cuticle (the other major component of procuticle)
a polymer of N-acetyl-D-glucosamine (-galactosamine)
synthesized by epidermal cells
– Lipids
mainly located in the wax layer of epicuticle
synthesized largely by the oenocytes and the fat body
Families of protein in insect
Class C proteins
Class BD proteins
Class H proteins
Class T proteins
Kinds of cuticular proteins
Heavily sclerotized: hydrophobic, positively charged proteins
Flexible cuticle: acidic proteins (bind water)
R. prolixus, lower the pH of portions of cuticle to below 6
more plastic to expand when blood meal
Fig. The mechanism of ootheca production in the cockroach.
A Portion of the Chitin Chain
1-4 b-linkage
The Orientation of the Chitin
Chains in the Cuticle
• cross-linked by
hydrogen bonds
(A) The orientation of a chitin, the most
common form in insects;
(B) The orientation of b chain;
(C) Two possible orientation of g chitin;
(D) The location of the chains of a chitin
in a single chitin microfibril.
Fig. The helicoidal arrangement of the chitin
layers as they are rotated by a constant
angle during their synthesis.
The steps in
chitin biosynthesis.
Sclerotization 骨化作用
Cuticular sclerotization, also known as tanning,
stabilizes the protein matrix of the cuticle to
make it stiffer and harder, more insoluble, and
more resistant to degradation.
The process of sclerotization cross-links the
functional groups of cuticular proteins when
they react with quinones.
The amino acid tyrosine provides one of the
precursors (DOPA or NADA) for sclerotization.
The precursors are oxidized by
phenoloxidases to form reactive quinones.
The Steps in the Synthesis of Cuticular
Tanning Precursors
(*less dark than NBAD)
Less dark
More dark
Fig. Differences between quinone sclerotization and bsclerotization in where the cross-linked proteins are attached.
Hormonal Regulation of
At least two hormone are involved in
the regulation of sclerotization
– Ecdysteroids: induce the epidermal
cells to synthesize the dopa
decarboxylase (to synthesize NADA)
– Bursicon: induced by declining
ecdysteroid titers; increase the
permeability of epidermal cells to
tyrosine and to hemolymph
The Molting Process
The molting process involves an elaborate
sequence of events that produces a new
cuticle capable of significant expansion before
the old one is discarded.
The molting process begins with apolysis and
ends with ecdysis.
– Apolysis剝離作用: the separation of the epidermal
cells from the old cuticle
– Ecdysis脫皮作用: the casting off of the old cuticle
The Steps of Molting Process
Exuvial space: the area between the cuticle and epidermis; fills with
a molting gel that contains inactive enzymes including a chitinase
and proteases for digesting the old cuticle.
The Steps of Molting Process
• The epidermal cells secrete a new outer epicuticle (lipoprotein: cuticulin);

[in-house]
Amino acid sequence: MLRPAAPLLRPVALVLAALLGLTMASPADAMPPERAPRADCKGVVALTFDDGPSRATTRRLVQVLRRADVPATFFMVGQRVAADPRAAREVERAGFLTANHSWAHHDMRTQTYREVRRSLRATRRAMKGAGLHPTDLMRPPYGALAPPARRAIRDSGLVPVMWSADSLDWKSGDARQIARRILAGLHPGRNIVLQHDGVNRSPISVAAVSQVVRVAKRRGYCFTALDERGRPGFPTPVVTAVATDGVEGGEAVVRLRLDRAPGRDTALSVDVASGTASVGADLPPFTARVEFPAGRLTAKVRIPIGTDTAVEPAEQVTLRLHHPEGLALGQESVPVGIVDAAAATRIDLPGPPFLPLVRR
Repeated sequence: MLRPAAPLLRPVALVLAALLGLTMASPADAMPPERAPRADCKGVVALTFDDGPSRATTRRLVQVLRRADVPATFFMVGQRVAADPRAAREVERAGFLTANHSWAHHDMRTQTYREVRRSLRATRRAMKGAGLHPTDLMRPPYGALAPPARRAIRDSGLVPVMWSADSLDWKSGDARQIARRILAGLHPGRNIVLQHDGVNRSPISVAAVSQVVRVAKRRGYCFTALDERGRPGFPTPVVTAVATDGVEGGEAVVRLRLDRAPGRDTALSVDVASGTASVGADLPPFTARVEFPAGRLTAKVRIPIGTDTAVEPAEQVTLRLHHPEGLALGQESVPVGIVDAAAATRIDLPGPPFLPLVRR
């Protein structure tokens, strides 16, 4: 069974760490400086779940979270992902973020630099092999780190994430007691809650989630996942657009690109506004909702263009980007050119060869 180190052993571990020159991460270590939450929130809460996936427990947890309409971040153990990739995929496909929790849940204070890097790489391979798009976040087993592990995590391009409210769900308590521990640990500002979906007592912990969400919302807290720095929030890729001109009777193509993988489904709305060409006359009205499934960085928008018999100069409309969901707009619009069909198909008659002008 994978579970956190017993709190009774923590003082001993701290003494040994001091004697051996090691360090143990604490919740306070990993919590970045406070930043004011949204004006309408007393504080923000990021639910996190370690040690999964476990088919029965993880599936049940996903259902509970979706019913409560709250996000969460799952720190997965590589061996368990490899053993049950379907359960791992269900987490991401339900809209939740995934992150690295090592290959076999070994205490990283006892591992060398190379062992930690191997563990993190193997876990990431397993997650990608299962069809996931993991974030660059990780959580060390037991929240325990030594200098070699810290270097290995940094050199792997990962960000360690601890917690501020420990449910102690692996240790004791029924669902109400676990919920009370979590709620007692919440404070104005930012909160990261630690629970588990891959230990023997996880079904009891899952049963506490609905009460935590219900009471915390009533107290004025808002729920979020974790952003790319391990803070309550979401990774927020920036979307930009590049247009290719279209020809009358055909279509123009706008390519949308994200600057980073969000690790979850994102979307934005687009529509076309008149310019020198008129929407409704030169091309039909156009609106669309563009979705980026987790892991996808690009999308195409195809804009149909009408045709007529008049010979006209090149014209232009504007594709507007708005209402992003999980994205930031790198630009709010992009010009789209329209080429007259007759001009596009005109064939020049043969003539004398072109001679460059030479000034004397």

• The activation of the enzyme in the molting gel, now called the molting fluid;
• The molting fluid begin the digestion of the old unsclerotized endocuticle;
• The epidermal cells begin to secrete the new procuticle;
The Steps of Molting Process
• Formation of the new epicuticle;
• Absorption of the molting fluid;
• Ecdysis: induced by eclosion hormone.
Eclosion Behavior and
Its Endocrine Regulation
Behavior of ecdysis are divided into two phases:
(control by central nervous system)
– Pre-ecdysis behavior: loosen the old cuticle through
rotational movements of the abdomen
– Ecdysis behavior: shed the old cuticle by means of
peristaltic contractions
A cascade of neurohormones is responsible for
eliciting eclosion behavior
– Ecdysis-triggering hormone: from epitracheal glands
– Eclosion hormone: from CC
– Crustacean cardioactive peptide (CCAP): from the
ventral ganglion
Endocrine Control of Molting
Control of PTTH release
– nervous stimuli such as stretch
receptors and critical size (or body
– environmental stimuli such as
photoperiod, temperature
Mode of action
– via a second messenger, cAMP
Correction of Cellular Events during A
Molting Cycle with the Ecdysteroid Titer
Endocrine Control of
Insect metamorphosis is a function of
gene expression by epidermal cells and
the temporal pattern of their protein
Two major hormones are involved in the
– juvenile hormone
– ecdysteroids
Fig. Hormonal regulation of insect metamorphosis.
Fig. The correlation of hormone levels with developmental
events of Drosophila melanogaster.
Fig. The relationship between the size of the Manduca larva
and its tendency to pupate and undergo metamorphosis.
Supernumerary Larvae of
Spodoptera litura
The Mechanism of JH Action
Imaginal Discs
Imaginal discs are derived from ectoderm and are small
groups of embryonic cells that persist in larvae of the
When the insect pupates, the imaginal discs provide the
cells to make adult structures.
Fig. The imaginal discs of a larval Drosophila and the
corresponding structures in the adult to which they give rise.
Fig. The evagination of a leg disc during Drosophila
Two Cross Section of
Two Appendages
The Oenocytes
The oenocytes are large polyploid cells
associated with the basement membrane.
– some oenocytes might be involved in the
production of cuticular lipid that are deposited
in the epicuticle.
– other types of oenocytes may secrete
ecdysteroid hormones.